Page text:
Weekly Syllabus: Taking the Road Less Traveled

I’ve had this idea for a while where I’d put together a digest of the most interesting things I’ve read over the past week and share a little bit about what made them stand out to me. I read a lot of stuff — or at least I try to — and I find that it’s a lot easier to start a conversation when you’ve got some common knowledge to speak to.

The Weekly Syllabus is deliberately designed to be short — four or five articles, maybe — and to spark ideas and opportunities for conversation. Ideally you’ll walk away with about half an hour’s worth of reading on a related subject. Not everything will be about games, but everything put together ought to get you thinking about a topic or theme that’s directly related to the art, craft or business of games.

This week’s theme, Taking the Road Less Traveled, consists of a handful of articles about the moments where critical decisions are made. Whether it’s deciding to abandon security for the opportunity to live the life you want, answering call to shape the tone and direction of a culture for the better or proposing a radical alternative to the status quo, there’s a lot to be learned from studying those critical moments when pivotal decisions are made.

Required Reading:

Meet Me in Portland: The Fullbright Company’s Journey Home By Mike Mahardy for Polygon

A tale of two houses: Mahardy provides a lengthy, character-focused feature on the handful of people who left big-name game studios and a steady paycheck for the creative and personal freedoms of independent game development.

It’s a story that’s deeply resonant with me, but considering I’ve never actually met anyone at The Fullbright Company it feels a little weird acknowledging that. But ever since I was a kid I’d dreamed of making games, and my post-college years of soul-searching have consistently led me to the conclusion that there’s nothing I want more than to start a small game studio in an old house in Portland and bootstrap my way to a finished product. Seeing a success story like this where a few creative and dedicated people made it work – and in Portland, no less – is both profoundly heartening and the catalyst for even more reflection on my part. Maybe it's time to stop wondering and start doing.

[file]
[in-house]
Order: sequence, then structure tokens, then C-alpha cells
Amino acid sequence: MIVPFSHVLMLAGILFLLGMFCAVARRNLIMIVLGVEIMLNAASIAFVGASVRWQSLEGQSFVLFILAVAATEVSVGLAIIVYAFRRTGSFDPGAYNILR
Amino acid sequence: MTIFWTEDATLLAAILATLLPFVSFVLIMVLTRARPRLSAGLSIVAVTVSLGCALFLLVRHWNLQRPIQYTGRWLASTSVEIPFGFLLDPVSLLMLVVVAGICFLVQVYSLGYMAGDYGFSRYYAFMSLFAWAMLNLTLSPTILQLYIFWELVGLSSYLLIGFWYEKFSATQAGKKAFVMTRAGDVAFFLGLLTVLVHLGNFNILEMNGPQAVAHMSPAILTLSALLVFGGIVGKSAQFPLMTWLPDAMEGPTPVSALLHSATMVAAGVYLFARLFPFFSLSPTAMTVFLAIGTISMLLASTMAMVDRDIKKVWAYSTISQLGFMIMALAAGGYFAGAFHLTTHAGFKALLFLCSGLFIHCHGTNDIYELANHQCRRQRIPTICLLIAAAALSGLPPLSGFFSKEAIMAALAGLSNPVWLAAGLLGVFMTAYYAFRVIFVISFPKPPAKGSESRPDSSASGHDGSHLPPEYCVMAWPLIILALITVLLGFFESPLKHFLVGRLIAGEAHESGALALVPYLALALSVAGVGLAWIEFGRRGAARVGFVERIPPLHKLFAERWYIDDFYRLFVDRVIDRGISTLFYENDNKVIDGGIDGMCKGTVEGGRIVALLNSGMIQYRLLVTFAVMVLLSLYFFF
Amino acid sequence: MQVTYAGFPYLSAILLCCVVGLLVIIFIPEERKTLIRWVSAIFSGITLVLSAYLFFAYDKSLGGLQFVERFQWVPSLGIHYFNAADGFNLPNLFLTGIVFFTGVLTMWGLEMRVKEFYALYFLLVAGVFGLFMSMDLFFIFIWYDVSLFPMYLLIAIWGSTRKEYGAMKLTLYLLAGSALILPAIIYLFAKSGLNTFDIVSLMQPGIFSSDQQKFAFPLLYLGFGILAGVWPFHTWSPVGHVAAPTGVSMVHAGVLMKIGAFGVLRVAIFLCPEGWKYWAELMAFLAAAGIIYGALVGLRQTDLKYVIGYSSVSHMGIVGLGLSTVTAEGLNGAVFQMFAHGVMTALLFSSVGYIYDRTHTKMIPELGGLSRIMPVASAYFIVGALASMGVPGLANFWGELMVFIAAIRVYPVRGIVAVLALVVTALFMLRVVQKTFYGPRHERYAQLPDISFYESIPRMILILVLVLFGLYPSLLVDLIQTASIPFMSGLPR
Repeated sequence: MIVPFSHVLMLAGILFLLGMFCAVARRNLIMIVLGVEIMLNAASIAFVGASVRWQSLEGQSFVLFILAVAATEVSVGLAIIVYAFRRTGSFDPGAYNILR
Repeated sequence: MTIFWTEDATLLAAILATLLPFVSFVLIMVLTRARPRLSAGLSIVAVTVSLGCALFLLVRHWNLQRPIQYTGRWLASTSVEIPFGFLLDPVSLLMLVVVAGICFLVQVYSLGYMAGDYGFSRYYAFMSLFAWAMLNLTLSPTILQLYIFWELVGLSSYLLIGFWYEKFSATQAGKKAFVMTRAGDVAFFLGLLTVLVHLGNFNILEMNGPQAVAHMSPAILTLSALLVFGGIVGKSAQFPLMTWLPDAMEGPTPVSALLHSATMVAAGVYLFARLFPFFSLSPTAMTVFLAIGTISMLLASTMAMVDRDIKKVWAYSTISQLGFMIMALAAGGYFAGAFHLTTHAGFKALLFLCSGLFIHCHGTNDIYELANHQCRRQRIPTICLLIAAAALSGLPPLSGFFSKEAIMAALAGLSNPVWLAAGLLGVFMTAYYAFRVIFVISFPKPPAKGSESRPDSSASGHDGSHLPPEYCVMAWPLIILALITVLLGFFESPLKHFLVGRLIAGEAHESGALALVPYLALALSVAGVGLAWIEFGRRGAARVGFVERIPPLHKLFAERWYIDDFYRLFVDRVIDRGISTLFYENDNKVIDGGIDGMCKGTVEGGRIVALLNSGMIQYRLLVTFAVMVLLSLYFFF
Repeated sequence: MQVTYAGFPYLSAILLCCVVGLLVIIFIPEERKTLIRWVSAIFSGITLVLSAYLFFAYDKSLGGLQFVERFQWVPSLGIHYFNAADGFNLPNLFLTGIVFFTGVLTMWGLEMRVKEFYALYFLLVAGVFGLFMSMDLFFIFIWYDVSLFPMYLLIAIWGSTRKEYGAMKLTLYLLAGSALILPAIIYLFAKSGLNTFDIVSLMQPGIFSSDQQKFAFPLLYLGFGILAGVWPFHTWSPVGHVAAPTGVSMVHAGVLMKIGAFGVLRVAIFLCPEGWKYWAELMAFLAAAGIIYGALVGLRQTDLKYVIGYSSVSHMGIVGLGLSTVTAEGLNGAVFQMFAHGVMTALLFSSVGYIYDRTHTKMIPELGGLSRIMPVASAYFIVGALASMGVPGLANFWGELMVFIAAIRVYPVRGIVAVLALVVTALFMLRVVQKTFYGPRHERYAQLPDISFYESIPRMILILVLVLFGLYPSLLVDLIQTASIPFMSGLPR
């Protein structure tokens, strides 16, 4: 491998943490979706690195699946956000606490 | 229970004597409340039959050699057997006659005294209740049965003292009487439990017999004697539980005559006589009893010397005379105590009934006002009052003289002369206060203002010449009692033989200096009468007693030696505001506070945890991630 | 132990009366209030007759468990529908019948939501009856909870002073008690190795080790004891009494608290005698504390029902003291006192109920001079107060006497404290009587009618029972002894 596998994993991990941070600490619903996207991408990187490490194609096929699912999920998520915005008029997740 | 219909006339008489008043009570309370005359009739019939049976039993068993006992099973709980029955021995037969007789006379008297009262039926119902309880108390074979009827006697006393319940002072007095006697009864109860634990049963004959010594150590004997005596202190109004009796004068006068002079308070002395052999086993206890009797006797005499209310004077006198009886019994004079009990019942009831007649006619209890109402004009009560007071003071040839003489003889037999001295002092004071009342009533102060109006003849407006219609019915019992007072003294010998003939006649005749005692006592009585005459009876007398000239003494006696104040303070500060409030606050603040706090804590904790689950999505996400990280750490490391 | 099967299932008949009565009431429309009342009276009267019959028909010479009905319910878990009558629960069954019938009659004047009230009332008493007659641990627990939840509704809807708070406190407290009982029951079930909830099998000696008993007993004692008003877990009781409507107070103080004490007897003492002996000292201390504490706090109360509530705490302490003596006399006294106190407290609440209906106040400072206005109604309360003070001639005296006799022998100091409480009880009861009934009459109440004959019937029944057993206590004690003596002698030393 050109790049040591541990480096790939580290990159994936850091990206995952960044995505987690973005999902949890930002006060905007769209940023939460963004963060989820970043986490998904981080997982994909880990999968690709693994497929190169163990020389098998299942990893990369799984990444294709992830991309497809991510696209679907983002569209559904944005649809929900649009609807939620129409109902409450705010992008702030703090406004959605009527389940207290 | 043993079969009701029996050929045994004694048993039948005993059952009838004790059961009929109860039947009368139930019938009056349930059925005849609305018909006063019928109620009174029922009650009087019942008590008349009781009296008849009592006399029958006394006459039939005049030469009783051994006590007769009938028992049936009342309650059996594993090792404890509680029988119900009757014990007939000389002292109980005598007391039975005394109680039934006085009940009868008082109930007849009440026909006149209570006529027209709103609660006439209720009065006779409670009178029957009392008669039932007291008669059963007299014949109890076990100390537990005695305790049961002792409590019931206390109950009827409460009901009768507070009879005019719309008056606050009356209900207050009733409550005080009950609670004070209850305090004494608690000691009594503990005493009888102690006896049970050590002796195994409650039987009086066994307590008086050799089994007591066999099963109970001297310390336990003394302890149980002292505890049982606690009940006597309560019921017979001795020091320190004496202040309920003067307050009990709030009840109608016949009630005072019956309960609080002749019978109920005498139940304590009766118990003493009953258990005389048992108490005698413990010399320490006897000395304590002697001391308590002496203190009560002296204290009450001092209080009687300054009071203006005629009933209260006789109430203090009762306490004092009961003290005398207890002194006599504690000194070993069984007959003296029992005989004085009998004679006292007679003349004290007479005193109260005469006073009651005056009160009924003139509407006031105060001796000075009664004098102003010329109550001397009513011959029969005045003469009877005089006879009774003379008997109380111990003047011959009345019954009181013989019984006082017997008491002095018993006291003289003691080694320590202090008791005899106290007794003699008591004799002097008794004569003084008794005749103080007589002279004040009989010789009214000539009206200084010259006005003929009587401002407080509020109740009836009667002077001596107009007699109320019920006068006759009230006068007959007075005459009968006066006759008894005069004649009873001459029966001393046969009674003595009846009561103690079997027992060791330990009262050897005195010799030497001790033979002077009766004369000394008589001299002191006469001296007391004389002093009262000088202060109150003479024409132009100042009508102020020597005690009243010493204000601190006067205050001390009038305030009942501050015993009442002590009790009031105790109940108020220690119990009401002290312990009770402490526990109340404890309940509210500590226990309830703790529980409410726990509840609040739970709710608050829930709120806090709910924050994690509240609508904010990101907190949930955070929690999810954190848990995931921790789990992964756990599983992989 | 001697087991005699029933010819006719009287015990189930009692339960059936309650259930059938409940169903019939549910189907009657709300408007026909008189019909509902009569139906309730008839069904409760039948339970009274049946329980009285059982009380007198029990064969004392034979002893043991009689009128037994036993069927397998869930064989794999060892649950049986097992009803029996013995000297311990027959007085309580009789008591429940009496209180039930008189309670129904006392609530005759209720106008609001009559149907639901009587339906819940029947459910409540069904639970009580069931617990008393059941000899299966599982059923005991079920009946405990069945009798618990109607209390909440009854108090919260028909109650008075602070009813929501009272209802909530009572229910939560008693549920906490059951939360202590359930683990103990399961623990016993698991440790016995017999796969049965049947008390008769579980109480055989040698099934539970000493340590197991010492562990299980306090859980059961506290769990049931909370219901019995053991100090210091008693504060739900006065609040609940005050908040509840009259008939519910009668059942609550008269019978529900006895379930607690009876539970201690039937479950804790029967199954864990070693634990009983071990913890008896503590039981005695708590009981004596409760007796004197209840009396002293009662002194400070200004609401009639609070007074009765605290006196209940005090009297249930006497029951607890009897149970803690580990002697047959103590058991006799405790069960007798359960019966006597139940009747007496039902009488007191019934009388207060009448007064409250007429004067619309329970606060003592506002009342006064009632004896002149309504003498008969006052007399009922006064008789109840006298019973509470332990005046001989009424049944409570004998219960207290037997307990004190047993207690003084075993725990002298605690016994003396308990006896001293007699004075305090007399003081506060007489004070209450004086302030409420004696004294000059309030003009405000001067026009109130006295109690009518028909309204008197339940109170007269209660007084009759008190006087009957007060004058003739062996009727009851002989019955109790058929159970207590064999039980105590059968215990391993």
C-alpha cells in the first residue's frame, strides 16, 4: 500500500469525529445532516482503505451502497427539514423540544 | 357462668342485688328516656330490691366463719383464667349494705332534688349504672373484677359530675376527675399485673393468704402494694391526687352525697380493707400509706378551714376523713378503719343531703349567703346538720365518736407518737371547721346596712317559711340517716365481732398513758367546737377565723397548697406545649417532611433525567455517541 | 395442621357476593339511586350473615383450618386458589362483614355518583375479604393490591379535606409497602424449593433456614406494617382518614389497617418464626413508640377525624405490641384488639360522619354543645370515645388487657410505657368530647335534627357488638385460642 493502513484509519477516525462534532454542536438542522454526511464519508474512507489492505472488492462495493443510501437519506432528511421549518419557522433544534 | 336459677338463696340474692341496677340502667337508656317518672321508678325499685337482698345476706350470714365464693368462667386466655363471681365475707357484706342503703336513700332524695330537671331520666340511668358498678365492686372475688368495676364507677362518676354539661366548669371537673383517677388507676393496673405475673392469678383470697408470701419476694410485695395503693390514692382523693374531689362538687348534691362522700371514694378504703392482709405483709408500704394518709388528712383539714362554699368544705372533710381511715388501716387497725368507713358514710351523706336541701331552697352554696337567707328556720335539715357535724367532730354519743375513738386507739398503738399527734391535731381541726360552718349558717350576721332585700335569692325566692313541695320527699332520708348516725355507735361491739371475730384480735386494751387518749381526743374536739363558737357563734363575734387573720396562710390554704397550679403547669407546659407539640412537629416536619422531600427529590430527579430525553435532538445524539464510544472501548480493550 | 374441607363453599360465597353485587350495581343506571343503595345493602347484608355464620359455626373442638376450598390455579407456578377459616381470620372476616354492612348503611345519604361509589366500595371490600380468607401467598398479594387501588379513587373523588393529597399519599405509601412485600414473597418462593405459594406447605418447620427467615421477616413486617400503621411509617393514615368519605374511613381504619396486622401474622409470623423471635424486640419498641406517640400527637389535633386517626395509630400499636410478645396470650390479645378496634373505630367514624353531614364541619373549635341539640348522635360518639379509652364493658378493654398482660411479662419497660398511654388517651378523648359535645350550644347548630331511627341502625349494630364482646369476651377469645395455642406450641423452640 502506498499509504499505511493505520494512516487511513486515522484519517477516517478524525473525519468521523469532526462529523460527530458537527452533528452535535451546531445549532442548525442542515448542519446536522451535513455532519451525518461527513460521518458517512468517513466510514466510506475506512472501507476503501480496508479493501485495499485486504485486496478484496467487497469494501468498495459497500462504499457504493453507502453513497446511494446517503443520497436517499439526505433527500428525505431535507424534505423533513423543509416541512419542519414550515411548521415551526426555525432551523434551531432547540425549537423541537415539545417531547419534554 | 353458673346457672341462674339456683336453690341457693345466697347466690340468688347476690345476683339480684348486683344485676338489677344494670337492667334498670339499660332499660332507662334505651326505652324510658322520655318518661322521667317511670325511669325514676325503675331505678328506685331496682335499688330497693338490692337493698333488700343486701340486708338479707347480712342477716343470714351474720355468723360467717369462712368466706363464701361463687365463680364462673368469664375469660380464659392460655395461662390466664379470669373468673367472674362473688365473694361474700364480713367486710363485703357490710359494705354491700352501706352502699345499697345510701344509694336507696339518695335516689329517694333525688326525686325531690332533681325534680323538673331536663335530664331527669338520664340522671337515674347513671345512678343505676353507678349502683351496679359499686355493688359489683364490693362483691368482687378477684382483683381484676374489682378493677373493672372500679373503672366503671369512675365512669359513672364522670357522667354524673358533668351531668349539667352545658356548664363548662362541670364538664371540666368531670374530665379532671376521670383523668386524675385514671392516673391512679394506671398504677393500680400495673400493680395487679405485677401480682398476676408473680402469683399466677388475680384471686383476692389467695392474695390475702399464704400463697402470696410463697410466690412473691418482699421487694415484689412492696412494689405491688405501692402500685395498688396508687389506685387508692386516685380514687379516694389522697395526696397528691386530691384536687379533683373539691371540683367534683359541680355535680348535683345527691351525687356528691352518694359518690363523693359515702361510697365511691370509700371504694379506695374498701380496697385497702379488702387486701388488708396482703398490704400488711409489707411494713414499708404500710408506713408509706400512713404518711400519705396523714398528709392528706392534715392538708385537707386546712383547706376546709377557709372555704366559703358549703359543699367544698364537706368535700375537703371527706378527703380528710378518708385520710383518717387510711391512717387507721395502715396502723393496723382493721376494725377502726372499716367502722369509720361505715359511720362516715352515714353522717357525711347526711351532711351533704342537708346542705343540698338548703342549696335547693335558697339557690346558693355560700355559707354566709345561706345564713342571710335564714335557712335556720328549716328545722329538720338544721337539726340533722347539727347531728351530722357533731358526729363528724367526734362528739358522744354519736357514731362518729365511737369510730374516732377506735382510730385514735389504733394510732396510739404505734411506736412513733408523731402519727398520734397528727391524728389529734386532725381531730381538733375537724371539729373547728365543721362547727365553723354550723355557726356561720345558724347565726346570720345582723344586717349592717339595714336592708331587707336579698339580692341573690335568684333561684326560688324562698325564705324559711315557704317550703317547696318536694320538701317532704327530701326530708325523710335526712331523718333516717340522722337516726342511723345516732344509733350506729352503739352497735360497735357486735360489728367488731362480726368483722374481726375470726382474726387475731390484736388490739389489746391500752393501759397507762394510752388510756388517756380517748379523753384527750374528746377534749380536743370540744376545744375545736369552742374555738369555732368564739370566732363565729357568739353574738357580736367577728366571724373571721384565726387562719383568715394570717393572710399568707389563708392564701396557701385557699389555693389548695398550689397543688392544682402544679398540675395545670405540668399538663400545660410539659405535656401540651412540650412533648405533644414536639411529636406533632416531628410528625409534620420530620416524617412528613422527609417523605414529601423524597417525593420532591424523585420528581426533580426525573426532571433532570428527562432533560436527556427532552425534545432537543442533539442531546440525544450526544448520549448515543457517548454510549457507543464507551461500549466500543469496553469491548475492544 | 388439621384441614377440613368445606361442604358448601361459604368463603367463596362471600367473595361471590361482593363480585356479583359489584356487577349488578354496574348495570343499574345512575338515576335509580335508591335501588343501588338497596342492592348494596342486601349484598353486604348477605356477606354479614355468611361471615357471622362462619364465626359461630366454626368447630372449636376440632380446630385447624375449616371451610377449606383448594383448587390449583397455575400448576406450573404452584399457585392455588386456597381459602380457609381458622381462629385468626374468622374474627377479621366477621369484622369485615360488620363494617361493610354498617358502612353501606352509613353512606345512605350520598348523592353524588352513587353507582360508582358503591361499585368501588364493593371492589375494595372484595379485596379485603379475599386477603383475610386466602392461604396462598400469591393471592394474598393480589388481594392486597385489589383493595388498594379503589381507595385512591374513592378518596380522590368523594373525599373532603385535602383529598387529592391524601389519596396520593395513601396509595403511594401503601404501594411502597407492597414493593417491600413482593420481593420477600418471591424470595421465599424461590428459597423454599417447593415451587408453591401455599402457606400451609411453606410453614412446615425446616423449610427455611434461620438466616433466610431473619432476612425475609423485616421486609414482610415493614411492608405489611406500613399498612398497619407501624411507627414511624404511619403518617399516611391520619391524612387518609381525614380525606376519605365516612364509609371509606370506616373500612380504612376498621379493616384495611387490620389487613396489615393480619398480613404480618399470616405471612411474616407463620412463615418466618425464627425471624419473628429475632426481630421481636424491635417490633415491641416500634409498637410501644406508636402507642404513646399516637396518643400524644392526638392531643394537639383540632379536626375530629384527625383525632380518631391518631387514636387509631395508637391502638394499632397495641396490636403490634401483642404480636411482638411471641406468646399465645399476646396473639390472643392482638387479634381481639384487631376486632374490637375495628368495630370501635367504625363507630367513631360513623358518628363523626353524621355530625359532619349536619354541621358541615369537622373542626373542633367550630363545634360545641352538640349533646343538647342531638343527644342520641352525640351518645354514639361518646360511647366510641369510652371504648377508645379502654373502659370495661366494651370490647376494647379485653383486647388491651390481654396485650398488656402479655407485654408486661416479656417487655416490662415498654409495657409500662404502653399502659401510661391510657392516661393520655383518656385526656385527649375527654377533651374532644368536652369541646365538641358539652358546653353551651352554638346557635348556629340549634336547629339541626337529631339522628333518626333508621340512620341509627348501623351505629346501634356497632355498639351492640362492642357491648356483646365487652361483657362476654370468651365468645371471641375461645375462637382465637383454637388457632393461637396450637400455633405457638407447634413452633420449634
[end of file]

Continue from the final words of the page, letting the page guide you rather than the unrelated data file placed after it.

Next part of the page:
Grunge, Grrrls and Video Games: Turning the dial for a more meaningful culture By Leigh Alexander for Gamasutra

If you’ve heard me talk recently, it probably won’t come as any surprise that I’m fed up with the pervasive culture of abuse and trolling that plagues video games. But I’m writing from a position of great privilege as a college-educated white male in the United States; clearly I’m not in the best position to speak out for any of the groups (women, LGBTQ folks, older and non-“hardcore” gamers, etc.) that are often the target of anonymous gamers’ wrath.

This endless loop of dog-eared geek references and getting mad on the internet isn’t culture. It’s exhausting … I struggle to be content with celebrating and evangelizing the games and ideas I love and believe in only to the relatively-small audience that already likes them.

Alexander shares a deep, personal narrative about her own upbringing, the concept of being “cool” and why we’re at a tipping point for charting the course of games toward an open and progressive exchange of ideas.

We’re standing at the precipice of a moment where we have the power to change everything: To reject complacency, to protest commercialism, to embrace diversity and to riot, screaming, toward our generation’s glorious inheritance. Everything is telling me it’s time.


I Have Single Handedly Taken On Drinking a Shit-Ton of Colorado Beer By Emily Hutto for Denver Off the Wagon

Emily’s on a mission to drink beer from every single brewer in the state of Colorado in preparation for her upcoming book, Colorado’s Top Brewers. Emily’s a fellow J-school Duck and really seems to get what makes beer so fascinating. I’m looking forward to picking up a copy.

Hyperloop By Elon Musk on the Tesla Motors blog

I don’t know if Musk is actually on to something here, but I wouldn’t bet against him. Either way, the way he talks about this project in this 57-page proposal is pretty engaging stuff. If you’re a hopeless idealist who wishes we’d start investing more money in audacious research, you’ll love this.